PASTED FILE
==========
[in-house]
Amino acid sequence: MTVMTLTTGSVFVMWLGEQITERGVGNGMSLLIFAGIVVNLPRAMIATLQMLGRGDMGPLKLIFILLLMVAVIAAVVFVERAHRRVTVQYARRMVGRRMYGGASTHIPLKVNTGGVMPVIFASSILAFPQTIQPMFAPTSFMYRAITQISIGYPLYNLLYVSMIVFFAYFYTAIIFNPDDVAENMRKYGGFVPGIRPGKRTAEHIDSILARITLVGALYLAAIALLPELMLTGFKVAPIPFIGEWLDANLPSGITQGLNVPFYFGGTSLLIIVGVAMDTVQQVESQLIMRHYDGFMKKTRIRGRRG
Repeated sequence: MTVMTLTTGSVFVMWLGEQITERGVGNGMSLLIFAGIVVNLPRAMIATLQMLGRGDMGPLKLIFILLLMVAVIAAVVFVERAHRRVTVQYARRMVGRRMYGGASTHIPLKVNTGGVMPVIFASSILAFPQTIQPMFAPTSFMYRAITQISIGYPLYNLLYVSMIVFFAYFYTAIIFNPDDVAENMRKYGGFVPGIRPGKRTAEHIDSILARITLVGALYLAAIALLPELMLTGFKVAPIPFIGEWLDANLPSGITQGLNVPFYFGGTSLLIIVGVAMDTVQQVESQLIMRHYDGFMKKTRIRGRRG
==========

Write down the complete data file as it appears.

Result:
[in-house]
Amino acid sequence: MTVMTLTTGSVFVMWLGEQITERGVGNGMSLLIFAGIVVNLPRAMIATLQMLGRGDMGPLKLIFILLLMVAVIAAVVFVERAHRRVTVQYARRMVGRRMYGGASTHIPLKVNTGGVMPVIFASSILAFPQTIQPMFAPTSFMYRAITQISIGYPLYNLLYVSMIVFFAYFYTAIIFNPDDVAENMRKYGGFVPGIRPGKRTAEHIDSILARITLVGALYLAAIALLPELMLTGFKVAPIPFIGEWLDANLPSGITQGLNVPFYFGGTSLLIIVGVAMDTVQQVESQLIMRHYDGFMKKTRIRGRRG
Repeated sequence: MTVMTLTTGSVFVMWLGEQITERGVGNGMSLLIFAGIVVNLPRAMIATLQMLGRGDMGPLKLIFILLLMVAVIAAVVFVERAHRRVTVQYARRMVGRRMYGGASTHIPLKVNTGGVMPVIFASSILAFPQTIQPMFAPTSFMYRAITQISIGYPLYNLLYVSMIVFFAYFYTAIIFNPDDVAENMRKYGGFVPGIRPGKRTAEHIDSILARITLVGALYLAAIALLPELMLTGFKVAPIPFIGEWLDANLPSGITQGLNVPFYFGGTSLLIIVGVAMDTVQQVESQLIMRHYDGFMKKTRIRGRRG